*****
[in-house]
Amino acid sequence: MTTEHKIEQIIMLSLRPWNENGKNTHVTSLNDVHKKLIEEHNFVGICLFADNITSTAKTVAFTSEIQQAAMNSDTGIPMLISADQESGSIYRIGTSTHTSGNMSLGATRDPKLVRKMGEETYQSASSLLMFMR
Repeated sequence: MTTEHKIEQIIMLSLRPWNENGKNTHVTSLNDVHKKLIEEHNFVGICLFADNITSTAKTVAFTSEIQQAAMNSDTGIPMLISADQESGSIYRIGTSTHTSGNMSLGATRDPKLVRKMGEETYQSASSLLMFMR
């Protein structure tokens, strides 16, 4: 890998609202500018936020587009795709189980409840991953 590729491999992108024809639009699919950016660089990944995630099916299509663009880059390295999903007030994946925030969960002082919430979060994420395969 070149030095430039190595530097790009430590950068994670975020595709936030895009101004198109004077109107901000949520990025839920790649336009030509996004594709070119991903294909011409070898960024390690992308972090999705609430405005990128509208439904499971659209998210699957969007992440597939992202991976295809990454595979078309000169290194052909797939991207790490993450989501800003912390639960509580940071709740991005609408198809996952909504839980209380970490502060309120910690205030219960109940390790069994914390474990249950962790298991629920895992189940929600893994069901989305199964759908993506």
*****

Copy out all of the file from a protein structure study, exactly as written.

[in-house]
Amino acid sequence: MTTEHKIEQIIMLSLRPWNENGKNTHVTSLNDVHKKLIEEHNFVGICLFADNITSTAKTVAFTSEIQQAAMNSDTGIPMLISADQESGSIYRIGTSTHTSGNMSLGATRDPKLVRKMGEETYQSASSLLMFMR
Repeated sequence: MTTEHKIEQIIMLSLRPWNENGKNTHVTSLNDVHKKLIEEHNFVGICLFADNITSTAKTVAFTSEIQQAAMNSDTGIPMLISADQESGSIYRIGTSTHTSGNMSLGATRDPKLVRKMGEETYQSASSLLMFMR
């Protein structure tokens, strides 16, 4: 890998609202500018936020587009795709189980409840991953 590729491999992108024809639009699919950016660089990944995630099916299509663009880059390295999903007030994946925030969960002082919430979060994420395969 070149030095430039190595530097790009430590950068994670975020595709936030895009101004198109004077109107901000949520990025839920790649336009030509996004594709070119991903294909011409070898960024390690992308972090999705609430405005990128509208439904499971659209998210699957969007992440597939992202991976295809990454595979078309000169290194052909797939991207790490993450989501800003912390639960509580940071709740991005609408198809996952909504839980209380970490502060309120910690205030219960109940390790069994914390474990249950962790298991629920895992189940929600893994069901989305199964759908993506």